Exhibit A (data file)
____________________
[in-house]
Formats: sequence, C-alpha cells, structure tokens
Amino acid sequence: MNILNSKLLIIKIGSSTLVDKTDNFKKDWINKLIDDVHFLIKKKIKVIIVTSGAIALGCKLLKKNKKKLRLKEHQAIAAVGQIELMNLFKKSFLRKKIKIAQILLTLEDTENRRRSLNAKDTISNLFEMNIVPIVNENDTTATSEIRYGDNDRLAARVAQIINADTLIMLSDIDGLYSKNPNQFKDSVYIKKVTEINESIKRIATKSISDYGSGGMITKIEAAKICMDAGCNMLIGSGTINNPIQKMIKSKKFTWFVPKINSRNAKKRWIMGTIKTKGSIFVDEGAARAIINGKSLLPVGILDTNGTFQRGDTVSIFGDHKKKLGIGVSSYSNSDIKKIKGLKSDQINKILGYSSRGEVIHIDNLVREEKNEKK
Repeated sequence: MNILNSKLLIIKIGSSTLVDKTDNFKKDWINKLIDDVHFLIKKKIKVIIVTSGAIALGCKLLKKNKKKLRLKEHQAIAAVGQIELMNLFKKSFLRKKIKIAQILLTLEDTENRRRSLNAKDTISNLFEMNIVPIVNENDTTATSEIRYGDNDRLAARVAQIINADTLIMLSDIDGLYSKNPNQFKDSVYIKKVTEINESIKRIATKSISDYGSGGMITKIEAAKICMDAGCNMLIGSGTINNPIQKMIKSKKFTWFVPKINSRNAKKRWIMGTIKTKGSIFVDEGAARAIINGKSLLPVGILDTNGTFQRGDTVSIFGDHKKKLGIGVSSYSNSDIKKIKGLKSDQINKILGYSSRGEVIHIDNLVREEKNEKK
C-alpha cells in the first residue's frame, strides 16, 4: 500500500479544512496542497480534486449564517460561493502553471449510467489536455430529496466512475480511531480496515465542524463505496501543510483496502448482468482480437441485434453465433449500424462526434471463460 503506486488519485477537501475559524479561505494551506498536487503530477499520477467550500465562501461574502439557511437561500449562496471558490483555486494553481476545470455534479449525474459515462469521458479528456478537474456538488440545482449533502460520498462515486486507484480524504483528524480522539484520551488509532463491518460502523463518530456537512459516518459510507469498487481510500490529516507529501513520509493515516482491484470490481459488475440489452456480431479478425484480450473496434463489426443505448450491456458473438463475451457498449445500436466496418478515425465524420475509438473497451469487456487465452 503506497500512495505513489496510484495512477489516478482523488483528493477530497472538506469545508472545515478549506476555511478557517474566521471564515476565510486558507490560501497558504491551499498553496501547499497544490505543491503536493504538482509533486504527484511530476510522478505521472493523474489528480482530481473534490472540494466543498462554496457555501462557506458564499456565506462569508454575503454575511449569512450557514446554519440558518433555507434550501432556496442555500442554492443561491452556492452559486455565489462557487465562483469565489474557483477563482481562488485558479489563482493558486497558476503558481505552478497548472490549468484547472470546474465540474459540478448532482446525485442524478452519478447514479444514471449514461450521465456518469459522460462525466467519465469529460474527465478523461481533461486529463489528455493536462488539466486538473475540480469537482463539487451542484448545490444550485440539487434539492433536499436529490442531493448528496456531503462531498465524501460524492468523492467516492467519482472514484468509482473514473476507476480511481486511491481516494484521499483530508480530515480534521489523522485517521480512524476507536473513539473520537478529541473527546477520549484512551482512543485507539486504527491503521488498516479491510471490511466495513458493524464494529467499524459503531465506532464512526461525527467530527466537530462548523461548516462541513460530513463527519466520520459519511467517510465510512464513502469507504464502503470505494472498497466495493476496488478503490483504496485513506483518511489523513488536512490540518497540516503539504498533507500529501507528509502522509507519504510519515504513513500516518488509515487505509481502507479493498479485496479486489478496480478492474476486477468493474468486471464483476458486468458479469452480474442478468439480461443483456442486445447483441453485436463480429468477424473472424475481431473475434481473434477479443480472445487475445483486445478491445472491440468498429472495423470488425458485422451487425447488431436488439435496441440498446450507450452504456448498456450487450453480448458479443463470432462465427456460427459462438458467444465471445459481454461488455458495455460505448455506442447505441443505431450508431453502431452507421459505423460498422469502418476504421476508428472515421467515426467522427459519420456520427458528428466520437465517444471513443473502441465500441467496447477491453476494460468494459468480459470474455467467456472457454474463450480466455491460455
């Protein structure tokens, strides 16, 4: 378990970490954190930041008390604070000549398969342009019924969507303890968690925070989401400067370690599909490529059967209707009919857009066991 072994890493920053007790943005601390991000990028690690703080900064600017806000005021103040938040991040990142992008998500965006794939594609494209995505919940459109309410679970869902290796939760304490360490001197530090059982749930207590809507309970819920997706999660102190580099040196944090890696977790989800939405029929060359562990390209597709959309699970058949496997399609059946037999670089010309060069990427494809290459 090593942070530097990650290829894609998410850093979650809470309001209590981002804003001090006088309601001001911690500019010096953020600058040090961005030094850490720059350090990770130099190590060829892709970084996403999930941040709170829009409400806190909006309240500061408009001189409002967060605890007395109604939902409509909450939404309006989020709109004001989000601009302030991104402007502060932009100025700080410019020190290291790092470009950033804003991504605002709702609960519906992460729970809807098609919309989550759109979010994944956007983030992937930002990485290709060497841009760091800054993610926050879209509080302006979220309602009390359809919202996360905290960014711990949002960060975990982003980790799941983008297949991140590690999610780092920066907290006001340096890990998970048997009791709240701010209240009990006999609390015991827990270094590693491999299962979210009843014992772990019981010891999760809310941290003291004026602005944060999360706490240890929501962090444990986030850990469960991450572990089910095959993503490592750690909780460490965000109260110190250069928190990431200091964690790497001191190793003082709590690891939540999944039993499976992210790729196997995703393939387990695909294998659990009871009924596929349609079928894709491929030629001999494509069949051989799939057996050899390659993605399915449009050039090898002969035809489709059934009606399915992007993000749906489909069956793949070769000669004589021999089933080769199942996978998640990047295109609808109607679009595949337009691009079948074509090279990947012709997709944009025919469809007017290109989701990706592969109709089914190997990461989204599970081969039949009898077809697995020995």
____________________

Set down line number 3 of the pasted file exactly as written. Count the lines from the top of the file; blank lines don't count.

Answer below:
Amino acid sequence: MNILNSKLLIIKIGSSTLVDKTDNFKKDWINKLIDDVHFLIKKKIKVIIVTSGAIALGCKLLKKNKKKLRLKEHQAIAAVGQIELMNLFKKSFLRKKIKIAQILLTLEDTENRRRSLNAKDTISNLFEMNIVPIVNENDTTATSEIRYGDNDRLAARVAQIINADTLIMLSDIDGLYSKNPNQFKDSVYIKKVTEINESIKRIATKSISDYGSGGMITKIEAAKICMDAGCNMLIGSGTINNPIQKMIKSKKFTWFVPKINSRNAKKRWIMGTIKTKGSIFVDEGAARAIINGKSLLPVGILDTNGTFQRGDTVSIFGDHKKKLGIGVSSYSNSDIKKIKGLKSDQINKILGYSSRGEVIHIDNLVREEKNEKK